This, in a sense, protects the commercial land trade in Viet Nam.

Tombs scattered across the fields can be clearly seen going to the Mekong Delta or between cities in Viet Nam, for example. In fact, tombs accompany us constantly.

Interestingly, if the family already has to, or will have to sell such land in the future, the graves of the dead are moved to a new place so as to free the land from the remains of their ancestors.

 

 

North vs. South

Until then, between the north and south of Viet Nam, there are no major differences. We have a funeral and burial in a tomb, usually somewhere in the field or at our own home.

From that moment, we have two different paths of tradition in the proceedings after the burial of the dead.

In the south of Viet Nam, partly also in the central part, three border dates are observed.

The first is four weeks, the second is six months and the third is a year after the funeral. On these three dates, the family meets again to remember the deceased and visit the grave. It is a kind of solemn dinner, remembrance of the dead, etc. etc. Therefore, three times after the funeral, in some sense, the passing of the deceased to a better world is celebrated (as I wrote earlier, the funeral itself is rather treated as the beginning of this passage). Hence the tradition of keeping fresh fruit and water on the tombs so that our loved ones can eat on their way to the afterlife.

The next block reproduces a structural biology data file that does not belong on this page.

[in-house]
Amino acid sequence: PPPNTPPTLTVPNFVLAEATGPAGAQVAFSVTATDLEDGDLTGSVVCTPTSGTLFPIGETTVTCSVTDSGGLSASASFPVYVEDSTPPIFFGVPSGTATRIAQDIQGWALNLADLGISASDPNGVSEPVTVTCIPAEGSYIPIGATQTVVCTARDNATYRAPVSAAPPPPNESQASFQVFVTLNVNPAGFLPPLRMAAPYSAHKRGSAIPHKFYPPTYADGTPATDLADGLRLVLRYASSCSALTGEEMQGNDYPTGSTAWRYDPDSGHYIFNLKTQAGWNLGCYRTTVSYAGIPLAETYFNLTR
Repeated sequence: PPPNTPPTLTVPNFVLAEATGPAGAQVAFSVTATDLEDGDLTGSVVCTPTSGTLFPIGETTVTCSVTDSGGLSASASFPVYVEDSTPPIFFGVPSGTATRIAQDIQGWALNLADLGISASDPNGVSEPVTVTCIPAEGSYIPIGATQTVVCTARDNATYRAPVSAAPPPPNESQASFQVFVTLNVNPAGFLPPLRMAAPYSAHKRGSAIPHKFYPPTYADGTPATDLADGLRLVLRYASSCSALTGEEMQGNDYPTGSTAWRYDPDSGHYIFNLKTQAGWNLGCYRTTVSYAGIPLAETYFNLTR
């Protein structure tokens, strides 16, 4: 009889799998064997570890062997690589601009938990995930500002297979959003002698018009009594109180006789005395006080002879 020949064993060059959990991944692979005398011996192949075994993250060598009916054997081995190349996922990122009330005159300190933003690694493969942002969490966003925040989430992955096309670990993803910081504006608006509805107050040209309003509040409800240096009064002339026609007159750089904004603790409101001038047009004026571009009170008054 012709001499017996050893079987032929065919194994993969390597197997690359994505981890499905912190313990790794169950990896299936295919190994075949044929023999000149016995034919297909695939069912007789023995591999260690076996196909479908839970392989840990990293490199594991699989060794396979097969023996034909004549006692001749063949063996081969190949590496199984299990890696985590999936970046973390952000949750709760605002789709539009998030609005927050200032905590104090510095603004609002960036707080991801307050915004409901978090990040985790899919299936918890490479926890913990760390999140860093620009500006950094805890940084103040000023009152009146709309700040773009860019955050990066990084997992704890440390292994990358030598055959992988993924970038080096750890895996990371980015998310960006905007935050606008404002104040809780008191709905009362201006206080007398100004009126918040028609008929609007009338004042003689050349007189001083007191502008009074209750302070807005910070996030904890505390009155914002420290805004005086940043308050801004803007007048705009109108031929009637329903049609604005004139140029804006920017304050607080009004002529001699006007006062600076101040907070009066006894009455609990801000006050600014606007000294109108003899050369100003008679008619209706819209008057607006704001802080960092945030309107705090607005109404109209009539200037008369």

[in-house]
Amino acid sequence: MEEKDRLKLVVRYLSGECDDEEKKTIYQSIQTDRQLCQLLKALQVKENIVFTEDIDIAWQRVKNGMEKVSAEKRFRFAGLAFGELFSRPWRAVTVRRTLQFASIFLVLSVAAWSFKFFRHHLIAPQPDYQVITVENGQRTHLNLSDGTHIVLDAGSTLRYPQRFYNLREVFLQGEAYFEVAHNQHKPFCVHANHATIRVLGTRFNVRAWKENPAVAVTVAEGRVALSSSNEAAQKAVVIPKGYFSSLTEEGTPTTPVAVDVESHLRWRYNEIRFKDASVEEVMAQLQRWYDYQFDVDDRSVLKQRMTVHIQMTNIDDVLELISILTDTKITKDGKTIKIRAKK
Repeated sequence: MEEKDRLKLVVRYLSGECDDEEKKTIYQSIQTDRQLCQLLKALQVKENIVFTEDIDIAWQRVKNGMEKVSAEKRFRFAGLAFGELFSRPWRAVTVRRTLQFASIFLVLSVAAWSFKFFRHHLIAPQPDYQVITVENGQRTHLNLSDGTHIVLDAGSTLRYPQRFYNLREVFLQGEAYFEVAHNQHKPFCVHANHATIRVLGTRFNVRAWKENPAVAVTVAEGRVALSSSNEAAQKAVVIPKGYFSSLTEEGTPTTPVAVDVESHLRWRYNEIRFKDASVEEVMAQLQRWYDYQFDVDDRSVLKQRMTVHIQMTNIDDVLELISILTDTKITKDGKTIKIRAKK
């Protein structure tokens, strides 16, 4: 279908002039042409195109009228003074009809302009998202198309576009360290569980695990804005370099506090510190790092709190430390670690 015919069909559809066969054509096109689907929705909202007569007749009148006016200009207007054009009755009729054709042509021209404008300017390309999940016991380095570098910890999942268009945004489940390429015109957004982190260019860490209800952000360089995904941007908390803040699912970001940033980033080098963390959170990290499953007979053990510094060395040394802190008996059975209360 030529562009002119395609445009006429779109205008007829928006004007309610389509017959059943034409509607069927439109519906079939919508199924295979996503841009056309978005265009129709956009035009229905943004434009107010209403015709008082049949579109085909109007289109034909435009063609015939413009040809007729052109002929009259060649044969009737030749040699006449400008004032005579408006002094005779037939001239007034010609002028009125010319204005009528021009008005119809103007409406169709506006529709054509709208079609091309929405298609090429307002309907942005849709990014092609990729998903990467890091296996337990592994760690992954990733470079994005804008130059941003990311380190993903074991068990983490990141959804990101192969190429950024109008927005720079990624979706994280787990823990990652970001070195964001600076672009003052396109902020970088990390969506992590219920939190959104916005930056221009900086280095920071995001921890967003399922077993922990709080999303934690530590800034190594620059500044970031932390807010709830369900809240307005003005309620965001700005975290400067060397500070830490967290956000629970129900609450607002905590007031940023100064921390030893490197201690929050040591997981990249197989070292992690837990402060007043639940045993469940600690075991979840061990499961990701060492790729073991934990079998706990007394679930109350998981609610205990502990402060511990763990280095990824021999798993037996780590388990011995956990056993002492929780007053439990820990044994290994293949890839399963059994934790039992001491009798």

In all of Viet Nam, it is recognized that after a year the Dead has already reached its final resting place and then only once a year, as usual in Poland, on the Day of the Dead - Tet Thanh Minh - which is celebrated here in March, the lunar calendar, comes just clean the graves, bring fresh decorations, flowers and food. Incense and symbolic banknotes are burned so that, along with the smoke, the money can move to the world of the deceased. It is simply, together, remembering your ancestors and strengthening the bonds between those living.